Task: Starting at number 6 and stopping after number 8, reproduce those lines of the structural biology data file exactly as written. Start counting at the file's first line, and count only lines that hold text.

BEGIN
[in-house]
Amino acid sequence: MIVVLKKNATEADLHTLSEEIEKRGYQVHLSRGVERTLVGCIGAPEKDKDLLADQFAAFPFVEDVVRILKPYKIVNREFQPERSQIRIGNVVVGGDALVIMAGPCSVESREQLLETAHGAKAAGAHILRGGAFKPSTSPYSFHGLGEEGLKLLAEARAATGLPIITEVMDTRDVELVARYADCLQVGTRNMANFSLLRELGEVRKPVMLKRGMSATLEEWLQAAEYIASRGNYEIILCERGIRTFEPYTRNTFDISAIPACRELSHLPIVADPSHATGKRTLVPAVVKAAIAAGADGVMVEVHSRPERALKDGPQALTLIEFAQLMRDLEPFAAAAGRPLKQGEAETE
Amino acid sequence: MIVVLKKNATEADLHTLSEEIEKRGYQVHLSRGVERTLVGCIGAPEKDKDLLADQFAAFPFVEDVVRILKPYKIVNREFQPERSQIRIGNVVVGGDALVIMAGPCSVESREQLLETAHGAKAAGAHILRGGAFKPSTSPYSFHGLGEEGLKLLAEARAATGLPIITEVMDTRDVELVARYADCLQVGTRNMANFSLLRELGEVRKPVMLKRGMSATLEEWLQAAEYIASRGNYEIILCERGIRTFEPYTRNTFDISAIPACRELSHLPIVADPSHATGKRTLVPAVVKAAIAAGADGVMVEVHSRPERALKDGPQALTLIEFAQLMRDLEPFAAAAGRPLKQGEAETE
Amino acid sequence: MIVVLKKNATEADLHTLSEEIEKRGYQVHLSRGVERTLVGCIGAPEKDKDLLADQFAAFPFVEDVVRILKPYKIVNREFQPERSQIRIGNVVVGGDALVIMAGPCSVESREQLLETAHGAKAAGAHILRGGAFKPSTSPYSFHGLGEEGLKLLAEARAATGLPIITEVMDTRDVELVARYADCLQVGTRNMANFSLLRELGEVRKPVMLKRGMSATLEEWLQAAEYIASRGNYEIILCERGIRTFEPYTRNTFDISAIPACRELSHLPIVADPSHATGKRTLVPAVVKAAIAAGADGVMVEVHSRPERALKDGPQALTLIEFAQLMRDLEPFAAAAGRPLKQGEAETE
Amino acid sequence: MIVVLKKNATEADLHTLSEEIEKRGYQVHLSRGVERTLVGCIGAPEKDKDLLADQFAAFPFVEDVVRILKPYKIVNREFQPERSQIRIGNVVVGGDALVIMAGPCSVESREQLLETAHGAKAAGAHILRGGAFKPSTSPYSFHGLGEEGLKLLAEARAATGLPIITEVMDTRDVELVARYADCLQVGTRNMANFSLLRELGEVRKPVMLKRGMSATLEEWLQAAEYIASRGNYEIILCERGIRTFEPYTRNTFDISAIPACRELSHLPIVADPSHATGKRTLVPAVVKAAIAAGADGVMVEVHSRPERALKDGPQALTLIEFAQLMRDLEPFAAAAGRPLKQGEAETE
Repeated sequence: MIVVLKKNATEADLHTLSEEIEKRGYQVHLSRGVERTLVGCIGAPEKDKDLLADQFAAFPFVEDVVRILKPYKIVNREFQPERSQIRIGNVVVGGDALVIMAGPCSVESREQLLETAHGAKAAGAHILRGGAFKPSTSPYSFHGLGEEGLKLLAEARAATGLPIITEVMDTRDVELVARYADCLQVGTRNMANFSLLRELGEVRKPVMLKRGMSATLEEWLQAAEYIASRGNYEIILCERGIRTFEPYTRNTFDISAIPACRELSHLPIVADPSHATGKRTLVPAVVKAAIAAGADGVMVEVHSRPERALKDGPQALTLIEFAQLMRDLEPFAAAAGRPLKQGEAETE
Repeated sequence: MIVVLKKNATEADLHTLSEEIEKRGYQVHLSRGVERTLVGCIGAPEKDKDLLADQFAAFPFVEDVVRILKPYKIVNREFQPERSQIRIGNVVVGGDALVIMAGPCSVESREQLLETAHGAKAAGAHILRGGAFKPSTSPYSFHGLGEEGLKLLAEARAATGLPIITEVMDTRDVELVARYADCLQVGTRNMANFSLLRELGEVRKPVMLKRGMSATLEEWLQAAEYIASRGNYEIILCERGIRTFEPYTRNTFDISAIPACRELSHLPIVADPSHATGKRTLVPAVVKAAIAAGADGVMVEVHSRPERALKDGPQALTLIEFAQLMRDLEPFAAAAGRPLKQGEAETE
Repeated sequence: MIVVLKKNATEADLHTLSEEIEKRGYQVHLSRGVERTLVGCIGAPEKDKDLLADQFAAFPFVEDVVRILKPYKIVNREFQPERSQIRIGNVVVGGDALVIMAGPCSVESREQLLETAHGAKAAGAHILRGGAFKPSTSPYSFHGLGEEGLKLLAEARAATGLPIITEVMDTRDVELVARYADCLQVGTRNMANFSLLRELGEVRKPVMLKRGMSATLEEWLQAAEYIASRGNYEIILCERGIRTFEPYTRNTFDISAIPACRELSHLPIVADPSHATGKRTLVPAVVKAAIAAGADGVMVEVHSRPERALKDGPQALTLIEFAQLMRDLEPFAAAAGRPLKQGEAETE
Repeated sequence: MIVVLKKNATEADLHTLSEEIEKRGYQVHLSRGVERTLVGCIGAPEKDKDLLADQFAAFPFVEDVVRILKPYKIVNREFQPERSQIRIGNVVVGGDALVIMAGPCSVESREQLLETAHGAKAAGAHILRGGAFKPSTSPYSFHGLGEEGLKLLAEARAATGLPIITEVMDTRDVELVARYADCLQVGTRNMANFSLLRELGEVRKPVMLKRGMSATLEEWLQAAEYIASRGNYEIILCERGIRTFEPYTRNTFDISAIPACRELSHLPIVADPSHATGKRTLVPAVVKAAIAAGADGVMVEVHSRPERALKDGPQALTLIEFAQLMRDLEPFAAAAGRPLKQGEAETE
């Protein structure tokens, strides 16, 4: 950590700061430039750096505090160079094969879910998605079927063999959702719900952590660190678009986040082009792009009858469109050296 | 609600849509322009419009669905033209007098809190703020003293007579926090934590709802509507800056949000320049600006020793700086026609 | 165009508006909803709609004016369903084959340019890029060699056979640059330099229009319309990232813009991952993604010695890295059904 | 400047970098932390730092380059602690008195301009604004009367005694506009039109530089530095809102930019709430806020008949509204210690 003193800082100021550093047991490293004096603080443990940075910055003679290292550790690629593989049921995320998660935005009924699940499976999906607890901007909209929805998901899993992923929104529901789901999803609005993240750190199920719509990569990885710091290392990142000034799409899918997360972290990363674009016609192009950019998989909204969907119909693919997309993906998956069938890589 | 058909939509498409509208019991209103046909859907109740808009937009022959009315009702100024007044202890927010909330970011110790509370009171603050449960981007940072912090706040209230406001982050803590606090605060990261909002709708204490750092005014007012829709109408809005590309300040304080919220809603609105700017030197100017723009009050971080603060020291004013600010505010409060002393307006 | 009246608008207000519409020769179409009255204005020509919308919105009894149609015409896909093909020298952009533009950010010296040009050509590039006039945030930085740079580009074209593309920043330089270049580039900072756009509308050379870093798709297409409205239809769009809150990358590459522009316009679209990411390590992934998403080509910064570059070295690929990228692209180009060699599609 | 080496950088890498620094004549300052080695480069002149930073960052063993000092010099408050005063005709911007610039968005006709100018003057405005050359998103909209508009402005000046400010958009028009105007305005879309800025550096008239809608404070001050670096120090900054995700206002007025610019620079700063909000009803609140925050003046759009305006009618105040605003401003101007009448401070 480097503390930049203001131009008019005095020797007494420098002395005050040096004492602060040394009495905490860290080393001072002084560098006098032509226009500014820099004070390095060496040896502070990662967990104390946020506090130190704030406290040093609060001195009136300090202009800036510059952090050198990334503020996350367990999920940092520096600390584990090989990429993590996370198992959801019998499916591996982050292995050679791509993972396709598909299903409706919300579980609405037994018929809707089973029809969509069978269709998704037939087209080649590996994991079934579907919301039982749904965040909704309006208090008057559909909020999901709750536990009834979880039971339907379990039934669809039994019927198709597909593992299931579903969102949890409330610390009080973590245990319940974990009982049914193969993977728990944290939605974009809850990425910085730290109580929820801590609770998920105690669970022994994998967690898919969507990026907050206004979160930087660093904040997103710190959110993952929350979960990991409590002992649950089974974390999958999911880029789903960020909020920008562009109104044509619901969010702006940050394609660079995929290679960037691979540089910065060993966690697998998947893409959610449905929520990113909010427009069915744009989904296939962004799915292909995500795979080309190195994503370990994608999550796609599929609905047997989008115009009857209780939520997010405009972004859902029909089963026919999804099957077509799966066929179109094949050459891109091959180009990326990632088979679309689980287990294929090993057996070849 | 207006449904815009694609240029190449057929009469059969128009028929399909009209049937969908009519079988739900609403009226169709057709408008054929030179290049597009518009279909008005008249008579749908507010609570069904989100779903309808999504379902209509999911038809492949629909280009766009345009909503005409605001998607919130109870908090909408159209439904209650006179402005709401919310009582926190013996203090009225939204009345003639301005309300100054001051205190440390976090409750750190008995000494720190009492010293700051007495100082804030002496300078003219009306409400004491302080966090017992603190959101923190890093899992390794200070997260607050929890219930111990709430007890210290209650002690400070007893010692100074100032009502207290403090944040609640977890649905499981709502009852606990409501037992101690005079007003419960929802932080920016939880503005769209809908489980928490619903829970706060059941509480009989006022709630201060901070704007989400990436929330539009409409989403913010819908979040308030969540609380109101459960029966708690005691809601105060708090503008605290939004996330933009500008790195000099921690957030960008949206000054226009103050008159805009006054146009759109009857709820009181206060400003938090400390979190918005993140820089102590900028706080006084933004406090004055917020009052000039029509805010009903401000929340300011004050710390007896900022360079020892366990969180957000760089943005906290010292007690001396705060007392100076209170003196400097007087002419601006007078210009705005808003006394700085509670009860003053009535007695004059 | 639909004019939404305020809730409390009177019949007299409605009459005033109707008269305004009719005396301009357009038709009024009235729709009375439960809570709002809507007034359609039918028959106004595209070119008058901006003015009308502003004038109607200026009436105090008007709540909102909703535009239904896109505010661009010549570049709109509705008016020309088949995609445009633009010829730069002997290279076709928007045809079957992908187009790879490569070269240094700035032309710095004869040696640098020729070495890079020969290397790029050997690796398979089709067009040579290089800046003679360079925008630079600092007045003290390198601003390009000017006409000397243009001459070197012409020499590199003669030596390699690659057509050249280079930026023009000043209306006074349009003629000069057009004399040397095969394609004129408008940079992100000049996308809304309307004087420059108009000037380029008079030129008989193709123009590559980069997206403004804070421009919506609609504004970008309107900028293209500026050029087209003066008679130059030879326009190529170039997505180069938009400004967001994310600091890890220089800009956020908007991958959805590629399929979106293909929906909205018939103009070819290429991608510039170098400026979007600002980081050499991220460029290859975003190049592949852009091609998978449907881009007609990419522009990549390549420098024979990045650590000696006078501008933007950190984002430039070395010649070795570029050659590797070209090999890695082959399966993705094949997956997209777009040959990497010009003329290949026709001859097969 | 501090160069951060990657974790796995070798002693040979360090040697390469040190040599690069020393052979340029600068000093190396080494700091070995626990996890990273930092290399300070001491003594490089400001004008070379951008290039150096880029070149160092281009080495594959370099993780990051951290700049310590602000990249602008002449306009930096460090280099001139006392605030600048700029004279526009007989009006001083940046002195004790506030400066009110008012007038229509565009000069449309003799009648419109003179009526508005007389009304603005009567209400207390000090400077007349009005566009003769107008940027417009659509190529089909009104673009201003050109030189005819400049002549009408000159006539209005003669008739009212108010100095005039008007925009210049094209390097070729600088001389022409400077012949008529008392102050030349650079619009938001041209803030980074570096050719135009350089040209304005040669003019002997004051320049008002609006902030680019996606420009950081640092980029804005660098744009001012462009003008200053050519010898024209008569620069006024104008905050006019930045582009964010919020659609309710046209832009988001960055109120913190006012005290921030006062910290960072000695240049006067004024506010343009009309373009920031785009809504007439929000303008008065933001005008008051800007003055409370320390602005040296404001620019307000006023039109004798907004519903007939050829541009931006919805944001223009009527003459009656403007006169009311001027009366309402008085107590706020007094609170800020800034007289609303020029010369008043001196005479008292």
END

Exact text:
Repeated sequence: MIVVLKKNATEADLHTLSEEIEKRGYQVHLSRGVERTLVGCIGAPEKDKDLLADQFAAFPFVEDVVRILKPYKIVNREFQPERSQIRIGNVVVGGDALVIMAGPCSVESREQLLETAHGAKAAGAHILRGGAFKPSTSPYSFHGLGEEGLKLLAEARAATGLPIITEVMDTRDVELVARYADCLQVGTRNMANFSLLRELGEVRKPVMLKRGMSATLEEWLQAAEYIASRGNYEIILCERGIRTFEPYTRNTFDISAIPACRELSHLPIVADPSHATGKRTLVPAVVKAAIAAGADGVMVEVHSRPERALKDGPQALTLIEFAQLMRDLEPFAAAAGRPLKQGEAETE
Repeated sequence: MIVVLKKNATEADLHTLSEEIEKRGYQVHLSRGVERTLVGCIGAPEKDKDLLADQFAAFPFVEDVVRILKPYKIVNREFQPERSQIRIGNVVVGGDALVIMAGPCSVESREQLLETAHGAKAAGAHILRGGAFKPSTSPYSFHGLGEEGLKLLAEARAATGLPIITEVMDTRDVELVARYADCLQVGTRNMANFSLLRELGEVRKPVMLKRGMSATLEEWLQAAEYIASRGNYEIILCERGIRTFEPYTRNTFDISAIPACRELSHLPIVADPSHATGKRTLVPAVVKAAIAAGADGVMVEVHSRPERALKDGPQALTLIEFAQLMRDLEPFAAAAGRPLKQGEAETE
Repeated sequence: MIVVLKKNATEADLHTLSEEIEKRGYQVHLSRGVERTLVGCIGAPEKDKDLLADQFAAFPFVEDVVRILKPYKIVNREFQPERSQIRIGNVVVGGDALVIMAGPCSVESREQLLETAHGAKAAGAHILRGGAFKPSTSPYSFHGLGEEGLKLLAEARAATGLPIITEVMDTRDVELVARYADCLQVGTRNMANFSLLRELGEVRKPVMLKRGMSATLEEWLQAAEYIASRGNYEIILCERGIRTFEPYTRNTFDISAIPACRELSHLPIVADPSHATGKRTLVPAVVKAAIAAGADGVMVEVHSRPERALKDGPQALTLIEFAQLMRDLEPFAAAAGRPLKQGEAETE